I have a ton of stuff to do today. I have more laundry to do. I got two loads done yesterday but I want to get more outside on the line. I have 3 humongous zucchini to process and make bread for the freezer. Yep, I'm working on Christmas early this year. DH and I need to go to the herbal store to see if they can artichoke extract. Since he doesn't like the way the cholesterol medications make him feel, this is our next option. I read an article in "Woman's World" August 31, 2009 edition, that says that "in one study, artichoke extract cut cholesterol levels by 19% and reduced LDL --or "bad" --cholesterol by 23% in just six weeks." The article even goes on to say that the extract is just as effective as a prescription but with out the side effects. If your going to try this make sure you check with your doctor first.

Then dinner and practice and on and on.... LOL! Oh, I almost forgot I need to go to the yarn store and talk to the owner. Diana, is the wonderful woman that taught me to knit. Since I still don't know how to read a pattern, I need to take in one that I want to do so she can help me. Well, I'm hoping, since I will be buying the yarn from her. But I don't know if I will have time for that today.

I made awhile ago spinach roll ups with Swiss chard and froze a whole pan of it. That is what we are going to have for dinner tonight. I need to go and get some more meat for the freezer. I have a turkey and a couple of hams. Those I was saving for Thanksgiving and Christmas/Yule, if we didn't have the money to buy more. I do this every year. I buy several when they go on sale at the appropriate holiday and use them later. Like last year I think turkeys were on sale for .59 a pound I bought 3. One was used at Christmas and one for New Years day and the third is for this year's Thanksgiving. Same with the ham, one for Christmas and the other is put away for the following Easter.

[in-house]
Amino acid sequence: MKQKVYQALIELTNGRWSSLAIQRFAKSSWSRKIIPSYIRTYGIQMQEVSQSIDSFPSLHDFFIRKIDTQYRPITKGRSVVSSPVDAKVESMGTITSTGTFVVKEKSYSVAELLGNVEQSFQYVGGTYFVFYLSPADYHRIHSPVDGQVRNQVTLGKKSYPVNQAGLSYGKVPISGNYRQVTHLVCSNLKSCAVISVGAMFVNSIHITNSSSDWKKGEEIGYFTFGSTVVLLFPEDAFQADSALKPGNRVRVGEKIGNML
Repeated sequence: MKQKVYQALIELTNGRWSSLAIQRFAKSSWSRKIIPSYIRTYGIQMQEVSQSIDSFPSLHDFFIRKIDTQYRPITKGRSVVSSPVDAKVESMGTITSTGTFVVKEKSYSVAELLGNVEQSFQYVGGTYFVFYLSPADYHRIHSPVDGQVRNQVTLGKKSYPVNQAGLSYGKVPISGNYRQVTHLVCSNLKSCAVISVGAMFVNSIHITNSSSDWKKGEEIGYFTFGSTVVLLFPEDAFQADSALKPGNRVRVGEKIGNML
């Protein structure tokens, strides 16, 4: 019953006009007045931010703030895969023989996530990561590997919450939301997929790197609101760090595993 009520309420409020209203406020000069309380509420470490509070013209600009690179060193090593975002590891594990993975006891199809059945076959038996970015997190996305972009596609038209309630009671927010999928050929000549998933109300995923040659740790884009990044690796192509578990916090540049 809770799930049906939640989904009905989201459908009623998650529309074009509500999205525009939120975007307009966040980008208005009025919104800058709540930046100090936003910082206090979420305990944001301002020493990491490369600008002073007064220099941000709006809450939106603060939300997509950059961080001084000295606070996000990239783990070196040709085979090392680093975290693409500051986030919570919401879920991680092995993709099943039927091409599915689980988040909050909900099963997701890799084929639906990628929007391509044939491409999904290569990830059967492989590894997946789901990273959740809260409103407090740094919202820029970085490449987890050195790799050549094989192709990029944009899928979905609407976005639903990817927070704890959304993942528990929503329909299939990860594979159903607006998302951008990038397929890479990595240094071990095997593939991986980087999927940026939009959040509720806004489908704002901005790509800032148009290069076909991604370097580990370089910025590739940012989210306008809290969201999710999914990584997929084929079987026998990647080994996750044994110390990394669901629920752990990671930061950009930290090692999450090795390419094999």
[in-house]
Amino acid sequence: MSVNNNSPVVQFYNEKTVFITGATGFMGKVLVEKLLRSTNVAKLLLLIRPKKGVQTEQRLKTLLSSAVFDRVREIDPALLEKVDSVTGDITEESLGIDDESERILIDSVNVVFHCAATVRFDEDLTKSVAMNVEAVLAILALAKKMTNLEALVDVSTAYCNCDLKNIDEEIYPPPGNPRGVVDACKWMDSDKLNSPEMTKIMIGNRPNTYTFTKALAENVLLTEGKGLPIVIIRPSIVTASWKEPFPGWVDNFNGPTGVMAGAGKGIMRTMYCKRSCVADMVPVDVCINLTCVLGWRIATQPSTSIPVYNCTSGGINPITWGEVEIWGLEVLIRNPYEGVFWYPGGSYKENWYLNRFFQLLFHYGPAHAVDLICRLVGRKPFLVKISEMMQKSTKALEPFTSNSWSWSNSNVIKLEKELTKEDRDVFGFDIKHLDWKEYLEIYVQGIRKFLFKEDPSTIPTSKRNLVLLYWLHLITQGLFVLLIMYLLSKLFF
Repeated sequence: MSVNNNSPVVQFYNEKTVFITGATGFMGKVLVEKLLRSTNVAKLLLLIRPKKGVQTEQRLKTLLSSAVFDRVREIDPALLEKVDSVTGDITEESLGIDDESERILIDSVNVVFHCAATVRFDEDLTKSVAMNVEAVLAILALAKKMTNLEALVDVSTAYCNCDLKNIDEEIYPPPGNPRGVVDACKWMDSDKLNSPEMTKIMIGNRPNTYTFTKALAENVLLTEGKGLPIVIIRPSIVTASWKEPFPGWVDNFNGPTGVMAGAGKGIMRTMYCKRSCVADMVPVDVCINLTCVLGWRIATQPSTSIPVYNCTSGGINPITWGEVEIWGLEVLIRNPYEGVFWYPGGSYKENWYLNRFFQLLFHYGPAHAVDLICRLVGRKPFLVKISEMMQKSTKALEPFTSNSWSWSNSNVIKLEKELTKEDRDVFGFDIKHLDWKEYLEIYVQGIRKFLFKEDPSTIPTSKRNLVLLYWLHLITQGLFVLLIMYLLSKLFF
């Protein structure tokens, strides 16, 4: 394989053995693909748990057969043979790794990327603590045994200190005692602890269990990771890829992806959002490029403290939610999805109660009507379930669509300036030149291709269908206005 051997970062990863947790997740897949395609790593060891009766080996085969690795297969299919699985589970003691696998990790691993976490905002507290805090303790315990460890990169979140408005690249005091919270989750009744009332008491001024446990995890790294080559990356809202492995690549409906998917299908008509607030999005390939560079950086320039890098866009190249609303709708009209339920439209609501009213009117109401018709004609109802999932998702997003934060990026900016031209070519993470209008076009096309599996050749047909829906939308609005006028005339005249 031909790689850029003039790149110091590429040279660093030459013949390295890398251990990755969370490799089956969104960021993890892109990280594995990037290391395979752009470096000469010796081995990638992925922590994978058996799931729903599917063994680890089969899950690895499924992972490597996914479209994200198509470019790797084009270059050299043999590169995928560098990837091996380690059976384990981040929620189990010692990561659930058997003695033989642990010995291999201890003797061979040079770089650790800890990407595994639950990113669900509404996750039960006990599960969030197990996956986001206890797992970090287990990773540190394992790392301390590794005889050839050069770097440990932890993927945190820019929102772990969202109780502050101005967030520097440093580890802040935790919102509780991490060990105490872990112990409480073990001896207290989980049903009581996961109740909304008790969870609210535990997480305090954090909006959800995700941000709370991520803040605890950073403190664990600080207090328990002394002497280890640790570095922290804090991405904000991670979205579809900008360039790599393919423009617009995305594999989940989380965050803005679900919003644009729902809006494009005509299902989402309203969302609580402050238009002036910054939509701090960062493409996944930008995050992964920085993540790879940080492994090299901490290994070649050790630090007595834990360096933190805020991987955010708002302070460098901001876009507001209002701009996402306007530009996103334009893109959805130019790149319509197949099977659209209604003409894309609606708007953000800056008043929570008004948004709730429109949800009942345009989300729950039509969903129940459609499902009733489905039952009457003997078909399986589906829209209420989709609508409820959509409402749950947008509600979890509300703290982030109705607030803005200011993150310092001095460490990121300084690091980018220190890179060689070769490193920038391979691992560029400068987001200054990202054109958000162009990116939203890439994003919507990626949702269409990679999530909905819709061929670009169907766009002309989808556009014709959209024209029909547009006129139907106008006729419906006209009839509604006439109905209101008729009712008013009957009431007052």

Oh, I forgot to thank Melonie for your offer of help. Right now I am still trying and learning, I have no particular style. But thank you very much for your offer of help. Right now I have been doing the night time relaxation. It has helped me sleep really well. For those of you that have no idea what I'm talking about it is the free podcasts over at Yoga Journal.

Laundry is done,
Gotta Run,

Tuesday, September 15, 2009

Tuesday's Musings

I worked Bingo last night the progressive was $25K. We were so jam packed it wasn't funny. The hall was full and they were spending money like crazy. The band program can sure use the money we made last night. So all in all it was a good night.

I got up this morning and headed out to my garden. It was time to start pulling out the corn stumps. Got those two beds all cleaned out. Also got some of the other beds tidied up. Watered and wondered when I should pull up the rest. We have the hay that we are going to use to help the beds winter over. I still have to get compost to mix in.

DH was able to get the front brakes done on his truck. Gotta love lifetime warranties! So now all he needs is an oil change and he will be set for winter. My truck just had its oil changed so I'm good there.

But with all this vehicle maintenance we are doing here is a winter checklist that you might want to consider looking into.

Check your Anti-freeze
Check your Wipers
Check your Wiper Fluid
Check your Tires

Also some other things to start thinking about now are do you have a road side emergency kit in your car. I have one that I'm adding to all the time. It has blankets, water, snacks, flashlight, first aid kit & ice scraper.

I know fall isn't here yet it's still summer (well, sort of) and I'm talking about winter. But with the summer that we have faced here, I think winter is going to come a whole lot faster then any us wants. The farmer's almanac is calling for a bitter / dry winter for my region. Know matter how you look at it winter is going to be to long this year. LOL! I have enjoyed my time outside this summer. I look forward to fall. I love wearing my leather jacket and jeans.

Gotta Run,

Sunday, September 13, 2009

Yoga Journal Freebie

Melonie over at Wandering Quail Road let me in on this great opprotunity. If you head over to Yoga Journal you can download podcasts. Some of which include Strengthing you Core, Morning wake up routine, & Evening relaxation Sequence. They even have playlists to listen to while you relax.

I have been doing yoga on and off for almost a year. My SIL got me started with it. She is so into it she went through all the classes and is now a teacher. I haven't been able to go yet. I am hoping that in 2 weeks I will be able to attend her class. I think that it is wonderful! She is doing something she enjoys.